Ed Funding | Feature
Grant Spotlight: 2 Ways To Get Free Tech
Ohio's Bloom-Carroll Local School District is shoring up its classrooms through two technology grant programs open to all schools--one a corporate program providing free classroom amplification systems, the other a program that distributes used computers to schools from government and military sources.
- By Bridget McCrea
Andy Doss is the first to admit that his school district hasn't had much luck securing financial grants to fund its technology needs. "A lot of grants are based on the number of free and reduced lunches in the district and poverty ratios," said Doss, IT coordinator and network administrator for the Bloom-Carroll Local School District in Carroll, OH. "We fill out the grant applications, but in the end our district doesn't usually qualify."
When the opportunity to apply for a different type of grant came up, Doss decided to go for it. Through its "Be Heard School Grant" program, Calypso Systems has doled out more than $240,000 worth of classroom voice amplification equipment to schools since starting the initiative in 2009.
Revving the Old
With its newest building constructed in the 1960s, Bloom-Carroll Schools' classrooms lacked any kind of sound amplification capabilities and relied on an old, analog PA system. Compounding the issue was the fact that a new middle school was under construction and would be outfitted with state-of-the-art multimedia equipment.
"We didn't want students coming out of the middle school and having to go into an old high school building that lacked technology," said Doss, who identified sound amplification and wireless access as two of the main items on his "to do" list for the high school renovation.
Doss said he learned about the corporate grant from a Calypso sales representative, who also introduced him to the firm's all-in-one sound amplification solution. "I basically got on the mailing list," said Doss, "and wound up applying for the grant."
Calypso's SoundPost systems include wireless and pendant mics and offer two stereo inputs with auto mixing.
The effort paid off for Bloom-Carroll Schools, which was awarded a grant to cover the cost of three $800 SoundPosts. The product is designed specifically for K-12 classrooms to distribute sound evenly throughout the space. Teachers can integrate iPods and PCs into the system via a standard audio jack, and the setup also includes built-in wireless projector controls.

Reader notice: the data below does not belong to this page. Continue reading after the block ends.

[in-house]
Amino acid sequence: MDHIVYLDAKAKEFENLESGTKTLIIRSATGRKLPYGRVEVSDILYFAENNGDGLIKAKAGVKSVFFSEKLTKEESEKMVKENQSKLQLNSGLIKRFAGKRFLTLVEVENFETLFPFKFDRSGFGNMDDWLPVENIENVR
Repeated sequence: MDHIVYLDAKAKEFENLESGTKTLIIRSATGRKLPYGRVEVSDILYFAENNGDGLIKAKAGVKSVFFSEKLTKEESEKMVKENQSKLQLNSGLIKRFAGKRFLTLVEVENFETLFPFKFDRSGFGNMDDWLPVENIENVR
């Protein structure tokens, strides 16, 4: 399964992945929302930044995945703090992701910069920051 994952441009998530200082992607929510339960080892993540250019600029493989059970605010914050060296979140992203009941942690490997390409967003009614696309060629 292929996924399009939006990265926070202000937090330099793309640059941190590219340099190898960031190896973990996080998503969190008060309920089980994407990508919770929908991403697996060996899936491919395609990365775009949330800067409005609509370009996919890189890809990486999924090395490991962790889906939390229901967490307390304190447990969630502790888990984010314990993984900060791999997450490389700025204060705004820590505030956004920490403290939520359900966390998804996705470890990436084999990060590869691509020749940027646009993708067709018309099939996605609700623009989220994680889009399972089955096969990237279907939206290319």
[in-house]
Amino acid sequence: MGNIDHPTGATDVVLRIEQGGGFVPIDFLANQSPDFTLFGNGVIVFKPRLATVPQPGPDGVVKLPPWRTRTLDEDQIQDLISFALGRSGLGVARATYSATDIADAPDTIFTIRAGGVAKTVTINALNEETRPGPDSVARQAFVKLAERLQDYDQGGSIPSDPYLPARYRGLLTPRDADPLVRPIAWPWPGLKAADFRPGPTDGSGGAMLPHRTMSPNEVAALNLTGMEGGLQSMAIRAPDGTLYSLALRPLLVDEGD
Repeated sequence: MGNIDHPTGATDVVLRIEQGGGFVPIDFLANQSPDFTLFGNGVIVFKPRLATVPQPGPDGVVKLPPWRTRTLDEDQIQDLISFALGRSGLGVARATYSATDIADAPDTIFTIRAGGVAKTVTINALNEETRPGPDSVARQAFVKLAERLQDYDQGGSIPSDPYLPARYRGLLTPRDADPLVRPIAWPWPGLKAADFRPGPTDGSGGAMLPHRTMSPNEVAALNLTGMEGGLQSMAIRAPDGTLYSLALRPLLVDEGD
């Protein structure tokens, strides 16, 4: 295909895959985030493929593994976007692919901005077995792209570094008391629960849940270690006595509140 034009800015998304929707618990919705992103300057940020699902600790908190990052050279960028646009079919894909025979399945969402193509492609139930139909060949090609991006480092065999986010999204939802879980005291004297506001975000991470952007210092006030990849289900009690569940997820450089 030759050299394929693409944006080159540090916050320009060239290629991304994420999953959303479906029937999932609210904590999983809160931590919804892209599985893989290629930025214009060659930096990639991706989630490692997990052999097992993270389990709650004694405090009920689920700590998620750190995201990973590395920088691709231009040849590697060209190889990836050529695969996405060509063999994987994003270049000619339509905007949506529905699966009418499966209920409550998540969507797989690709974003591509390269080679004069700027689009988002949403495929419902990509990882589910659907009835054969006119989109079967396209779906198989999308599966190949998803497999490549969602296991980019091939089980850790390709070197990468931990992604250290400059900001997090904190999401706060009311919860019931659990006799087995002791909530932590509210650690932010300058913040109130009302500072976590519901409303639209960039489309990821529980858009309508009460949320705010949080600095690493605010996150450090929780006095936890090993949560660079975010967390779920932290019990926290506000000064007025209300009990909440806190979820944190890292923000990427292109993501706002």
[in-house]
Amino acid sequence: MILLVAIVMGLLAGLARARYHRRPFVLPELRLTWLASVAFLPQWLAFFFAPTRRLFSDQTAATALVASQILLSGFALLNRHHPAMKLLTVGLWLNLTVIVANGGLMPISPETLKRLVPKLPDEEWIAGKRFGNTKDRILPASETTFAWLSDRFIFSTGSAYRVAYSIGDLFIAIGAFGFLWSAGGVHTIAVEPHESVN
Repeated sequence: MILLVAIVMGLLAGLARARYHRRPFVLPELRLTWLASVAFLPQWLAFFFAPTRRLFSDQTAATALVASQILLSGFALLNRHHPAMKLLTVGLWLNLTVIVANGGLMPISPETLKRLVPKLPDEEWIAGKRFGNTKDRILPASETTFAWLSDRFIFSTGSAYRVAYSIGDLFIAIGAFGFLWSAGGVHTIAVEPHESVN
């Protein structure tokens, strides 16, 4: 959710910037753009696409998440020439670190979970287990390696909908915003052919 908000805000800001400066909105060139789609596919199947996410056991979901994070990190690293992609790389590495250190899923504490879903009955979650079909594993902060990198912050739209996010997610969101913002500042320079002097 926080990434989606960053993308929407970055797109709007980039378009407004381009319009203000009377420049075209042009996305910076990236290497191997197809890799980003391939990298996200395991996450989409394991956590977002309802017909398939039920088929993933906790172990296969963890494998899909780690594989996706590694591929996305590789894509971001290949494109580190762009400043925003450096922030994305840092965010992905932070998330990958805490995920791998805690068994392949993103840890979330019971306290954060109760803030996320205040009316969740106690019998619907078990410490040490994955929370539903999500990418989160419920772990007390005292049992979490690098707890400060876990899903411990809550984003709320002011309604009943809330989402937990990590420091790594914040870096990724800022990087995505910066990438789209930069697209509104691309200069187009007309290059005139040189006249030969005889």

Doss said teachers place the equipment in the back of their classrooms, then don microphones that will allow them to address the class and reach all students, regardless of where the pupils are located in the room.
"The kids will understand what's going on in the class without having to strain to hear," said Doss. "From the teacher's perspective, it's a pretty simple setup that will definitely make a difference in our high school classrooms."
The district, which has four facilities (including one for grades K-2, another for 3-5, a 6-8 middle school, and a high school), reported it's installing the equipment as soon as it arrives and getting the teachers trained on it right away. (The installation date was originally set for early-September, but was pushed back owing to flooding problems at another institution and a lack of stock at the manufacturer's warehouse owing to those weather issues.)
A 'Great Deal' on Used Computers
Bloom-Carroll Schools, which participates in the United States Army's computer system recycling program, Computers for Learning, is also looking forward to receiving a new batch of desktops (and a small number of laptops) in the near future.
"We get 200-300 free computers a year through the program," said Doss, whose district allocates the money saved for equipment like interactive whiteboards and other classroom technology.
"We've been running our used computer fleet for about nine years now, and we haven't bought any new machines in about four years," said Doss. "It's a pretty great deal."
Cutting IT Software Costs
Doss is moving onto other technology projects. He said he's looking into Microsoft's new Enrollment for Education Solutions (EES) subscription license program designed for K-12 schools. The program gives qualified academic customers an easier way to acquire the firm's software and services under a single subscription agreement.
"EES has made software acquisition very cheap for us," said Doss. "We have 850 computers on campus that use Microsoft software, and to upgrade all of them to Windows 7 would have cost at least $100,000, if not more."
The new program is based on the number of staff members (at a cost of about $20 to $30 each), of which Bloom-Carroll Schools has about 140. "We'll be able to cover all 850 machines on an annual basis, and at a much lower cost," said Doss, who noted that the district's Microsoft Office and Windows 7 subscriptions will cost about $6,000 per year. "If we were to buy the licenses outright, it would literally take us 10 years to pay off their cost."